Vice chair, Board of Trustees, CSIS Foundation
On June 27, the Constitutional Court issued a unanimous verdict that the general election result was valid, and the claims of irregularities by the Prabowo Subianto camp were ungrounded. So, after a long process of a strenuous six months of campaigning and six weeks of protest rallies following the elections, the legality of the election of President Joko “Jokowi” Widodo was made official by the highest court, which in large measure was accepted by public opinion.
Now it is time for President Jokowi to prepare his new cabinet. This time there will be no hurry as in 2014, because the presidential and vice presidential inauguration will only take place on Oct. 20. By now Jokowi has been president for almost five years, and obviously he is more experienced than when he was first elected in 2014.
I suspect that in selecting the would-be ministers he would stress the expertise and experience of the candidates as the challenges he has to face are tremendous. The first challenge will be on the economic front due to the uncertainties in global and regional economic developments. Domestically, despite the achievements in the President’s first term, economic development was still uneven. If gross domestic product per capita will increase 5.5 percent annually (a normal achievement), then in 2024 it will reach US$5,000, while with 8 percent annual growth it will only reach $5,900 per capita, which was achieved by Iraq in 2018.
For overall improvements in the economy, a series of policies are needed that are coherent and with all-encompassing objectiveness: Expansion of the workforce with adequate productivity; expansive macroeconomic policies for an open trade and investment regime; regulated best practices; innovative expansion of the private sector; promoting the growing small and medium enterprises sector, improving new energy to lower gas emissions; better policies for human resources development like health care, connectivity of all school levels, and creating business-minded graduates of tertiary education; improving the social security system; and promotion of massive digital investments in all sectors of life and in all fields.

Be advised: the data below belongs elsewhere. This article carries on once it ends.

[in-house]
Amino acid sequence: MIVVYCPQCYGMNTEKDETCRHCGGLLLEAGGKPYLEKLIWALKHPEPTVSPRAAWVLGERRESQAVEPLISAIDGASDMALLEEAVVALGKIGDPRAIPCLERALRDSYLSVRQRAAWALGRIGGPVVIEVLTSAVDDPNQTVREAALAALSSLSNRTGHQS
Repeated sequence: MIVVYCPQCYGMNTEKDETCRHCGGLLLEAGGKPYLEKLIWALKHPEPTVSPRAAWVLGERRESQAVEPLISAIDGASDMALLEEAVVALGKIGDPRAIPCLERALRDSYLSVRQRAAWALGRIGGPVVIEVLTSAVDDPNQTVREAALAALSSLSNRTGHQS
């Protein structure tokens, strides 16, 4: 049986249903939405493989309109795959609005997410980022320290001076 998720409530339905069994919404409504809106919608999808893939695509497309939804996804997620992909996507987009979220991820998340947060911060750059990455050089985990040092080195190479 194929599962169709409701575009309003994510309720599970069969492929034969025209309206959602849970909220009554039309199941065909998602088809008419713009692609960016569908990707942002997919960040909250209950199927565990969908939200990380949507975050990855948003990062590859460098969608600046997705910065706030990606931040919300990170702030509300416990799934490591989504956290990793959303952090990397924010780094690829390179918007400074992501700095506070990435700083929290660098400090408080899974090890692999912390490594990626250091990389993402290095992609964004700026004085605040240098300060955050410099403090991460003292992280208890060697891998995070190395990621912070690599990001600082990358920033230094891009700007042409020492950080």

On democracy, observers have noted a number of challenges, among other things: political parties are facing an internal challenge to become less democratic; rampant corruption among the parties’ leadership and elite; high political costs due to the election system; increasing trends for intolerance at the expense of minority rights; the complexity of the bureaucracy; the overlapping functions of the State Secretariat, Cabinet Secretariat and the Law and Human Rights Ministry in legal matters.
A case in point is the implementation of the regional autonomy regulations that have yet to be synchronized; also the necessary review of the role and professionalism of the Indonesian Military (TNI) in the midst of fast changing global dynamics.
On foreign policy, there is a need to revisit some policies due to new challenges and developments regionally and globally. One critical need is a bigger role for the President to play in diplomacy. That includes his participation and presence in various international fora, which is highly important and vital. The appointment of the foreign minister in the new Cabinet will be very crucial. The foreign relations agenda needs a very able figure who has a good reputation at the regional and global level, and who is recognized as such by the diplomatic community.
In facing the new demands and challenges in the coming five years, both domestically and externally, President Jokowi would need a new body that can assist him daily on strategic matters, related to the economy, politics and other issues, such as the National Security Council. Membership of the council consists of selective Cabinet ministers and heads of some state bodies.
Another utterly important issue that needs special attention of the President is Papua with its very complex and multidimensional problems. One possible solution in sight is the establishment of a special body on Papua that is directly under the President, which has full authority with adequate means and funding to be successful.
Most of the aforementioned issues and challenges are medium and long-term in nature, and President Jokowi is expected to handle them head on throughout his second term to bring about successful results of his two-term presidency.
The writer is vice chair, Board of Trustees, CSIS Foundation. The article is published in the August edition of Forbes magazine.
Disclaimer: The opinions expressed in this article are those of the author and do not reflect the official stance of The Jakarta Post.